US veteran bonus repayment plan suspended after outcry
The Pentagon is suspending plans to collect bonuses that were given to California National Guard veterans in error.
The decision, which was announced by Secretary of Defense Ash Carter during a visit to Brussels, comes after a congressional outcry.
The bonuses were offered as incentive to fill the shortage of troops during the wars in Iraq and Afghanistan.
Nearly 10,000 soldiers were expected to repay at least $15,000 (£12,270) each.
Some soldiers received bonuses in exchange for enlisting, and others received university tuition assistance.
Since the federal investigation concluded in 2010, about $22m (£18m) has been recovered, the Los Angeles Times reported.
"This process has dragged on too long, for too many service members. Too many cases have languished without action. That's unfair to service members and to taxpayers," Secretary Carter said in a statement, adding that about 2,000 soldiers were given erroneous payments.
Robert D'Andrea, a retired Army major and Iraq veteran, was told in 2008 that he must repay $20,000 (£16,350) because auditors could not locate a copy of the enlistment contract that he says he signed.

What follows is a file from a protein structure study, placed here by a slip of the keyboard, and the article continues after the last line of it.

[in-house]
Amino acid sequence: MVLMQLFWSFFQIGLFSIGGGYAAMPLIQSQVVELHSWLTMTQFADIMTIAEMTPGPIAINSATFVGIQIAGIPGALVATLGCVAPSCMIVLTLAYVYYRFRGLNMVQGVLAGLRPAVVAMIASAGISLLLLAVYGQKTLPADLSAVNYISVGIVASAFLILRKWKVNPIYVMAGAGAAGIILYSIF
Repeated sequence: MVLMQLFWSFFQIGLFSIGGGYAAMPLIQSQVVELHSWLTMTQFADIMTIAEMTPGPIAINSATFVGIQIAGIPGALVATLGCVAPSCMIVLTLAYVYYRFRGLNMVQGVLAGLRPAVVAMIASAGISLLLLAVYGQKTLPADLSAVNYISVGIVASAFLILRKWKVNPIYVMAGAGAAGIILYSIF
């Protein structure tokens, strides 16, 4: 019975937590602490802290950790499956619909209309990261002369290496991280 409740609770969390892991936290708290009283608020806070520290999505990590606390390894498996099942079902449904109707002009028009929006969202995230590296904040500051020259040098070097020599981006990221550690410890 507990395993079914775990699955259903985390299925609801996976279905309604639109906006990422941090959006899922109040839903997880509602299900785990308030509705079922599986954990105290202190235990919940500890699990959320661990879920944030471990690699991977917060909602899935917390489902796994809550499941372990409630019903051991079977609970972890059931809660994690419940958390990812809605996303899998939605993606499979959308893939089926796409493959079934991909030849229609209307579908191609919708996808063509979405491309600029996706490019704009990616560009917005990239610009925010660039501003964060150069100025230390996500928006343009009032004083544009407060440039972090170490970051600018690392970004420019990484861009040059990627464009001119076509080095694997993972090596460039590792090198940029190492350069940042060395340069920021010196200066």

"Some benefit of the doubt has to be given to the soldier," Mr D'Andrea told the Los Angeles Times.
The reimbursement suspension will continue until Mr Carter "is satisfied that the process is working effectively".
"While some soldiers knew or should have known they were ineligible for benefits they were claiming, many others did not," Mr Carter said, adding that he has appointed an official to review the process.
The Pentagon will set up "a streamlined, centralised process" to help soldiers determine a reimbursement plan, Mr Carter announced.
On Monday the Congressional Committee on Oversight and Government Reform called for the Pentagon to absolve the soldiers' debts.